BioWorld International Correspondent

LONDON - A team of European researchers identified a fourth gene involved in the rare kidney disorder nephronophthisis. The discovery should, the researchers predict, eventually allow new insights into the mechanism underlying the much commoner condition of renal fibrosis, which is present in many people with chronic renal failure.

Corinne Antignac, professor of genetics at the H pital Necker in Paris, told BioWorld International, "This new gene encodes a previously unknown protein. The disease it causes when mutated is so rare that the impact of the finding on clinical medicine is likely to be small, but given that renal replacement therapy is so expensive, then every small stone in the wall that will help our understanding of how to delay the occurrence of end-stage renal failure is of scientific interest."

Antignac, who led the research with collaborators in France, Italy, the UK and Turkey, published the account of the gene's discovery in a paper in the Sept. 9, 2002, issue of Nature Genetics titled "The gene mutated in juvenile nephronophthisis type 4 encodes a novel protein that interacts with nephrocystin."

Nephronophthisis is present in between 6 percent and 10 percent of children with end-stage renal disease. Inherited in an autosomal recessive fashion, it causes deterioration in renal function in childhood or adolescence. One of its characteristic features is the presence of fibrosis in the kidney, which also occurs in renal failure resulting from other causes.

"We believe that the pathway affected by the mutation of this gene might be of interest when looking for therapies to treat renal fibrosis in general," Antignac said. "In the long term we hope to find a treatment that will delay the onset or progression of fibrosis in children with nephronophthisis, and of fibrosis formation in general."

Researchers already had mapped three genes known to play a role in nephronophthisis before Antignac and her collaborators embarked on their latest study. Those genes are called NPHP1, NPHP2 and NPHP3, with NPHP1 being the only one so far identified. Another team had mapped the locus for a fourth nephronophthisis gene to chromosome 1p36, so Antignac's team set out to map the inheritance of markers covering that region in a set of seven families with members affected by nephronophthisis who were known not to be linked to the loci already identified.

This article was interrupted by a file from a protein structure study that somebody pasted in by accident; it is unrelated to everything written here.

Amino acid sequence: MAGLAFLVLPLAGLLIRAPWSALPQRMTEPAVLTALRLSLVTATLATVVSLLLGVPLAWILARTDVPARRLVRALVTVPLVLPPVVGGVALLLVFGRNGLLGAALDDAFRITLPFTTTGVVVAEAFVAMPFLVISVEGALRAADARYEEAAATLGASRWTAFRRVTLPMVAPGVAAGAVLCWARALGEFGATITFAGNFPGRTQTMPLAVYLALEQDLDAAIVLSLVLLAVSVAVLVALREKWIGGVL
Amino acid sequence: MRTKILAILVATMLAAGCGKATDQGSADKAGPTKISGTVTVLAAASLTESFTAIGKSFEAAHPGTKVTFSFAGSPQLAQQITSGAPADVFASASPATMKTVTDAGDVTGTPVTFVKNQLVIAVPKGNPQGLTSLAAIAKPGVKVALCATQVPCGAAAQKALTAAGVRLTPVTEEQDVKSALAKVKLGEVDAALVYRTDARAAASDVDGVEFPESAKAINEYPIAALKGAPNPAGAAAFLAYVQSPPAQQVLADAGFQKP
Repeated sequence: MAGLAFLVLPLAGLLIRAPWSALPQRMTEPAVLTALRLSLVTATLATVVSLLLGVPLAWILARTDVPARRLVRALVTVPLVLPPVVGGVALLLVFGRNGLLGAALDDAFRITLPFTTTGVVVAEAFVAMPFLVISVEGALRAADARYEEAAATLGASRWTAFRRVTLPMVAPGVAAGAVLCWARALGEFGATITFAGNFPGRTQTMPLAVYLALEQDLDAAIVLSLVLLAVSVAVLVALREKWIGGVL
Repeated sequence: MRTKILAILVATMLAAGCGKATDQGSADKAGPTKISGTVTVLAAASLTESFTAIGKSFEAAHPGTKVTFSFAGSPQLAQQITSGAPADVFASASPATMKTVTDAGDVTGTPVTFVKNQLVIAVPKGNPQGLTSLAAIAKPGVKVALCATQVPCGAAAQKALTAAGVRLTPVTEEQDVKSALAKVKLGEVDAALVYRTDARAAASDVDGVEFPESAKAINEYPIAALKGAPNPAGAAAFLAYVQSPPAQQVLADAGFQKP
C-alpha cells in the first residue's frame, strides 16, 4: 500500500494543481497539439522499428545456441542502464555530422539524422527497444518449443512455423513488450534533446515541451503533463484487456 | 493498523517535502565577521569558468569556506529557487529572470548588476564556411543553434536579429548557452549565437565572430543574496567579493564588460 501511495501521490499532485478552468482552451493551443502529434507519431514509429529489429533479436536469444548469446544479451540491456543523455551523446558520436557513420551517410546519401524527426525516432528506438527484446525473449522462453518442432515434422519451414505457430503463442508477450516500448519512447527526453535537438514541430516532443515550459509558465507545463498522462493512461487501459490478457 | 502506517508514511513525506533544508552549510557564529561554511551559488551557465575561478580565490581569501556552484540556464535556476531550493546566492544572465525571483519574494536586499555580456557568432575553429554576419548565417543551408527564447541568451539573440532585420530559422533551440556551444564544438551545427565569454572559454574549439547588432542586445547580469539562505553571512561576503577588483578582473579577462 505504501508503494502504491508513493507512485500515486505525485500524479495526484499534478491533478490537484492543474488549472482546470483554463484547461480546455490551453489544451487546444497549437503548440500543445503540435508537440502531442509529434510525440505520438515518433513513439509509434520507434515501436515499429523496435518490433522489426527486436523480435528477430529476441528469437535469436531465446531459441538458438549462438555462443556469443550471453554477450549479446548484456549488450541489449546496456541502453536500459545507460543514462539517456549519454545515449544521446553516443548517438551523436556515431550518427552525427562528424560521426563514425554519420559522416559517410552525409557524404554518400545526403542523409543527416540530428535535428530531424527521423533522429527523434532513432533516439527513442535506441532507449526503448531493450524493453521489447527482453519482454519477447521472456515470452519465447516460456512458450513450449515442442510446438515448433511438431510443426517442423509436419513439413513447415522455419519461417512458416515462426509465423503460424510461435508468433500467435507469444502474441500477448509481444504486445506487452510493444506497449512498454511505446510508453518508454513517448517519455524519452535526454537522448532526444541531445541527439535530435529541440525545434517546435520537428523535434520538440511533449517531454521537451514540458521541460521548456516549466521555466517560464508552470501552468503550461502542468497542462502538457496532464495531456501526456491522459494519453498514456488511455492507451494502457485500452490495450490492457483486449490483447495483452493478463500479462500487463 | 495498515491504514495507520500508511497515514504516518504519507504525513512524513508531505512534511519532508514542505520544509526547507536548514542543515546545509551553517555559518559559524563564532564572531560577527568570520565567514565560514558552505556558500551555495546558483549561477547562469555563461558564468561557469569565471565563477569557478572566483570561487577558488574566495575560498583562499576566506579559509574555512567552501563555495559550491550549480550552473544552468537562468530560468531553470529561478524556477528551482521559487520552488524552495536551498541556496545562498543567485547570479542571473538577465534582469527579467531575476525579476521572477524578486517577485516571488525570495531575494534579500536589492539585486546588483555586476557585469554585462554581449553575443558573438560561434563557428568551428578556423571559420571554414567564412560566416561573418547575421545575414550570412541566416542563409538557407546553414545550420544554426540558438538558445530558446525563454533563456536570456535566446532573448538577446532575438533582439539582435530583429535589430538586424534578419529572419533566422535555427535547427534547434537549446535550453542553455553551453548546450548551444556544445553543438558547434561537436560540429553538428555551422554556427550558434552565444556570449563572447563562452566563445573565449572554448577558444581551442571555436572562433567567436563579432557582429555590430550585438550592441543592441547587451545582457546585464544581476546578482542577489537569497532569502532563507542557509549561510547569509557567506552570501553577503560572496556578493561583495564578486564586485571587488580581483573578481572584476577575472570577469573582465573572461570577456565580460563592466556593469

In Nature Genetics, the researchers report that three families failed to show linkage to chromosome 1p36, indicating that further mutated genes remain to be discovered. Haplotype analysis of the remaining four families made it possible to narrow the region containing the mutant gene down to one containing six genes.

Further investigations led the team to identify the gene responsible for the disease in those families as one encoding a protein of hitherto unknown function. It has been called NPHP4, with its protein named nephrocystin-4. All affected individuals in the families studied had mutations in this gene that would have led, in most of them, to a truncated protein.

Biochemical studies of nephrocystin-4 suggested that the protein could interact with a related molecule, nephrocystin, the protein encoded by NPHP1. Writing in Nature Genetics, Antignac and her colleagues conclude: "In light of these findings, our results suggest that nephrocystin-4 is an additional partner of a nephrocystin multimolecular signaling complex, and might regulate cell-cell and cell-matrix adhesion. Accordingly, mutant nephrocystin-4 might modify cell adhesion, leading to the renal tubular basement abnormalities observed in individuals with nephronophthisis. Defining the function of these proteins should shed more light on the mechanisms of renal fibrosis development and cyst formation."

Antignac told BioWorld International that she also hopes to investigate the protein's role in the eye and the brain, as nephronophthisis can also be associated with conditions affecting these organs - namely, retinitis pigmentosa and ocular motor apraxia. "It is very interesting that the genes encoding both nephrocystin and nephrocystin-4 are expressed in a very large number of tissues. Yet when they are mutated, they give rise to abnormalities only in the kidney and in some cases in the eye and brain," she said. "We want to investigate how and why this occurs."